Our featured Finger Lakes wine expert is Shannon Brock, Wine Coordinator at The New York Wine & Culinary Center
The New York Wine & Culinary Center is located on the north end of Canandaigua Lake in the city of Canandaigua in Finger Lakes Wine Country. In addition to offering recreational classes in wine appreciation and culinary arts, the New York Wine & Culinary Center features a tasting room with New York wine and beer, a restaurant focused on local ingredients, and a gift boutique with local products.
On cold days, those of us who live in Finger Lakes Wine Country like to cozy up to the fire with wines that warm the body and soul. Here are some tips for how to enjoy some specialty Finger Lakes wines with food. Cheers!
Ports and other fortified wines are made by adding grape brandy to increase alcohol content. Most ports are made from red grapes, and are sweet and strong. Typical aromas include fig, dried cherry, caramel, hazelnuts, and chocolate. Here are three ideas for how to pair port wine:
Dark chocolate. Try a piece of dark chocolate broken from a large bar (I recommend 70% cocao or higher for best results). A dark chocolate brownie, chocolate truffle, or flourless chocolate cake are wonderful partners for port, as well. Port is one of the few wines with the body and intensity to stand up to chocolate.
Spiced nuts. Add some whole mixed nuts to a pan on the stove with a little butter and brown spice (cinnamon, nutmeg, and clove). This is a simple and healthy dessert that will bring the spiciness and nuttiness of the port to life.
Make a sauce. Port makes a beautiful reduction sauce when simmered and concentrated on the stove. You can pour the thick and syrupy sauce over meat for a main course, or over fruit, ice cream, or cheese for dessert. When you add the wine directly to the dish, you are assured of a great pairing.
Many delicious ports can be found in the Finger Lakes region. Seek out Fox Run, Goose Watch (which make a rare white port), Hazlitt, Lakewood, and Red Newt.
Another delicious winter time treat is ice wine. Traditionally, ice wine is made from grapes that are frozen on the vine prior to harvest. This means that ice wine harvest takes place under severe conditions in December or January. In addition, many Finger Lakes producers make ice-style wines from late harvest grapes that are artificially frozen in the winery. Both types of wine are characterized by intense fruit and honey aromas, high levels of sweetness, and high levels of acidity that make the wine feel light on the palate.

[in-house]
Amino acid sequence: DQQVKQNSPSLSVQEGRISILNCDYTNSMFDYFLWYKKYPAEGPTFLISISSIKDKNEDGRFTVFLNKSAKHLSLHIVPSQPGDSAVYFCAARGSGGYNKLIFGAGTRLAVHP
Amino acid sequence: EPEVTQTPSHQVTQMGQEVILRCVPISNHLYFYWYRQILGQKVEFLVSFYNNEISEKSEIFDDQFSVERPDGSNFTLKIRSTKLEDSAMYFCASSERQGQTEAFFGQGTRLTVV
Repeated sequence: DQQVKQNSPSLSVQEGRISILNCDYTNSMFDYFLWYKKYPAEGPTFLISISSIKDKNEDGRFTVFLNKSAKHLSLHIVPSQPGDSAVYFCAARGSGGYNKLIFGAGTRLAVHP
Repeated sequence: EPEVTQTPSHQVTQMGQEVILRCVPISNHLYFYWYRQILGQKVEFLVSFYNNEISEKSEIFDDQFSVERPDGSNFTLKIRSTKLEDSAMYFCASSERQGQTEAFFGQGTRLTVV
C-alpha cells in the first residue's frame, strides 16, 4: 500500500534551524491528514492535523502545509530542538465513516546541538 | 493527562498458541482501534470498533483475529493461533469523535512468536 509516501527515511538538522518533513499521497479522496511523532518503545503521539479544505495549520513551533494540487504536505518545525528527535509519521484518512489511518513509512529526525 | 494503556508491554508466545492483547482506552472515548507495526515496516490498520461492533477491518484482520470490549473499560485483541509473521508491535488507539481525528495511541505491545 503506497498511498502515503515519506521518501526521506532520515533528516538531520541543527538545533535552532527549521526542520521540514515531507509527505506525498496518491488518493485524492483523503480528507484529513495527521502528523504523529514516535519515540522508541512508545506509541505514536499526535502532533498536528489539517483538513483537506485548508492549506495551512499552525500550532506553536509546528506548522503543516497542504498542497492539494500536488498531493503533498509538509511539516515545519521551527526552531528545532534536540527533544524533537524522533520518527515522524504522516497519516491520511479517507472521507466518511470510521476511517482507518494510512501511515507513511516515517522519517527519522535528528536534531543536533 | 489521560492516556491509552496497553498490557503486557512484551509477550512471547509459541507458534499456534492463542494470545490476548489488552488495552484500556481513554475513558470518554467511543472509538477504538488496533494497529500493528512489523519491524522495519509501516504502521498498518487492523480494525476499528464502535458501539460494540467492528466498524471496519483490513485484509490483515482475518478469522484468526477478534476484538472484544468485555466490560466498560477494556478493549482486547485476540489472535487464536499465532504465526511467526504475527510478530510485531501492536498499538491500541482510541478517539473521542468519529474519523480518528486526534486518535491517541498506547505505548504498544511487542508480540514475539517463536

Ice wine makes a great dessert all by itself, but here are some pairing suggestions for that “wow” moment.
Fruit tarts, especially those made with apples and pears, are delicious with ice wine. This is truly a synergistic pairing in that the taste of both dessert and wine are enhanced when combined. The wine suddenly has a spicy, cinnamon aspect and the dessert becomes light and luscious. Make sure the tart is a simple expression of fruit, and not overly sweet.
Crème brulee and other custard desserts. The concentrated acidity of ice wine will cut through the rich creaminess of custard. It also complements the nutty and caramelized flavor of crème brulee. This is a surefire way to wow your guests—two of the most delicate substances on the planet, combined!
Blue cheese. The tang and saltiness of blue cheese is a strong flavor. What better to combat it than a sweet and luscious ice wine? Be European for the evening by ending your dinner with a cheese course. You will not be disappointed.
Many superior ice wines can be found in the Finger Lakes. For traditional method ice wine, try Heron Hill, Sheldrake Point, Hunt Country, Castel Grisch, and Casa Larga. For ice-style wines, look for Standing Stone, Atwater Estate, Lakewood, Lamoreaux Landing, Wagner, Fulkerson, and King Ferry.